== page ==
Here’s what you need to know before hitting the show floor.

It’s been a while, a LONG-WHILE since show floors have been buzzing with the hum of thousands of attendees bustling through event doors. It’s invigorating to see in-person events start to re-emerge, and there’s a new excitement in the air. And although things may never return to what used to be deemed “normal,” the industry is beginning to wake from its slumber. If you haven’t flexed your on-site muscles recently, here are a few things to help you and your client prepare as the magic of in-person moments ignites once again.

Great Expectations – Know Your Audience

Let’s be real; it’s been a while since any of us have been on a show floor, and we all may need to relearn a few things. From whether they want check-ins versus an extension of their team, know what your client expects from you right out the gate. While some clients may appreciate you checking in occasionally, others will prefer a more hands-on approach. In this situation the phrase “know your audience” couldn’t be more applicable and essential. It’s also important to understand the key players present, know the ones willing to talk about future partnerships versus the ones solely focused on the task at hand. It’s a fine line between nurturing a relationship for potential growth and being an unwelcome salesman.

It’s a Great Story – So Tell It 

Connect with your internal marketing team before you head out. There’s new life breathing into live events, and it’s a beautiful story, be the catalyst that crafts the narrative. Connecting with your internal marketing team in advance will help you understand what kind of imagery and assets you should capture on-site. Not only will they help highlight your client’s hard work, but they could also lead to new business opportunities, and that’s always a win-win in our book.

Shower Your Client with Recognition and Appreciation 

Let’s be honest, who doesn’t like a good “kudos” moment when in the thralls of event life? It’s never a bad idea to bring tokens of appreciation that proverbially nod to a job well done for your client. Recognizing the obstacles your client and their program had to overcome, especially in this past year, to be here and thanking them for bringing you along for the ride is a gesture that won’t go unnoticed.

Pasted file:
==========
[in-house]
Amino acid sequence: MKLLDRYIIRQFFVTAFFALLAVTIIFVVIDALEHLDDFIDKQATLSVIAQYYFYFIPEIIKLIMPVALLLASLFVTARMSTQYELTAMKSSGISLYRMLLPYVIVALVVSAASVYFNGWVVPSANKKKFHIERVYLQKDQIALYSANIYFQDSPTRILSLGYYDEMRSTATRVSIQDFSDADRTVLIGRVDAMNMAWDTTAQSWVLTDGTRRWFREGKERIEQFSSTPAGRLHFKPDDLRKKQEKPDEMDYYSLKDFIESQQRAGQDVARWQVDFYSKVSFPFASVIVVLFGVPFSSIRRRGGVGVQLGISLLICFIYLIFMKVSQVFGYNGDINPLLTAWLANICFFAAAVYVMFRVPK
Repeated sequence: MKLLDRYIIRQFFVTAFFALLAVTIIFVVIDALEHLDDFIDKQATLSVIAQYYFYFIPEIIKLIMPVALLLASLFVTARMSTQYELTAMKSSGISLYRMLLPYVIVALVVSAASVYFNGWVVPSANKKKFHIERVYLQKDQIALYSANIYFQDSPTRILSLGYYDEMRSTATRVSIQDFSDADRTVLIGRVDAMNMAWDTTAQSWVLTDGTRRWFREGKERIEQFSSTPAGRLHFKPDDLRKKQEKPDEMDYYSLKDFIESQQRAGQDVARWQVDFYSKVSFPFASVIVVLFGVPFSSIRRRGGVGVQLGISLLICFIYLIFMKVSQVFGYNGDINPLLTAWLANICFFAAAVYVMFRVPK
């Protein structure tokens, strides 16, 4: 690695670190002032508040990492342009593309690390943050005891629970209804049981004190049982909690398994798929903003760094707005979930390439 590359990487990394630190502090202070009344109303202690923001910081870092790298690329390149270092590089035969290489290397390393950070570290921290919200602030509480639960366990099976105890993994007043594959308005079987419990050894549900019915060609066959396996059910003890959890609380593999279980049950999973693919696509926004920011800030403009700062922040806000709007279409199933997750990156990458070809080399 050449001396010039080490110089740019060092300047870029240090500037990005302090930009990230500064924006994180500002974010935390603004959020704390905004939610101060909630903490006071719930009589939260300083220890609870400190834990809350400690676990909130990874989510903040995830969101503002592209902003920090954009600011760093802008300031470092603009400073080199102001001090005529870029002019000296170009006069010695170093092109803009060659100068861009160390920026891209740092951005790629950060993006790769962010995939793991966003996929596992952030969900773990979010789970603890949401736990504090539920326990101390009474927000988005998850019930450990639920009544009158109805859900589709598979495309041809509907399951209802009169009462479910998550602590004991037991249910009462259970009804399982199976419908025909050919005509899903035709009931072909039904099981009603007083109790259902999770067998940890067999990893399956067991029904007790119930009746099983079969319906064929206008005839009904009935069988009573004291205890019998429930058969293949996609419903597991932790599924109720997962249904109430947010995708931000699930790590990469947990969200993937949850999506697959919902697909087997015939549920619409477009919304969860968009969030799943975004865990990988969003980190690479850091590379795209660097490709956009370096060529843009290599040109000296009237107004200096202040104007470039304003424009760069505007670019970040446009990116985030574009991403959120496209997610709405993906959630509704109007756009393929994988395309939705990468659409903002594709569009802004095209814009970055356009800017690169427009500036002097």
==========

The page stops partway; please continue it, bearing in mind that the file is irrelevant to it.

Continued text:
Prepare Your Body for Gameday 

As experienced professionals, we know events take a toll on the body. Real talk – we haven’t had to be in “game-day” shape for quite some time which is why it’s so important to make sure your body is as ready as your mind when returning to the show floor. Get a kick-start before showtime by vamping up your activity level, packing your “trade show survival kit,” more on that next month, early, and anything else you may personally need to ensure when you’re on-site your distraction-free.

Supply Shortages are Real 

Supply shortages are real, and that means now is not the time to risk trying to get what you need on-site. If you have a client that invested their entire presence around an epic Zen Garden, make sure you order enough to cover any potential shortages. Believe us, you don’t want your client “re-zen-ting” not having enough on-hand. Help your client be planful in the beginning and eliminate the need for on-site shopping.

Best-Laid Plans…Well, You Know the Rest

In-person events may be back, but they come with an abundant number of hoops and restrictions, some of which impact your client staffing. Make sure your client has a staff contingency plan to accommodate those restricted to accessing the show floor unexpectedly. It’s not a bad idea to have backup hands on deck – even if they end up being yours. Knowing and ensuring your client knows the staffing model and contingency plan will help eliminate as much angst as possible during an unpredictable time.

If You’re There… Be THERE

Everything we’ve mentioned so far has brought us back to the importance of our first tip: know your client’s expectations and be present mentally and physically if you’re going to be there. Know your client’s needs in advance, and when you’re on-site, be an extension of their team. Understand their concerns before show day, and you’ll be better prepared to be helpful in ways your client will appreciate.

Have Fun

Most importantly, don’t forget to have fun! It’s exciting to be back on site. Your positive attitude and excitement can be infectious, and that’s one thing we want clients to catch.

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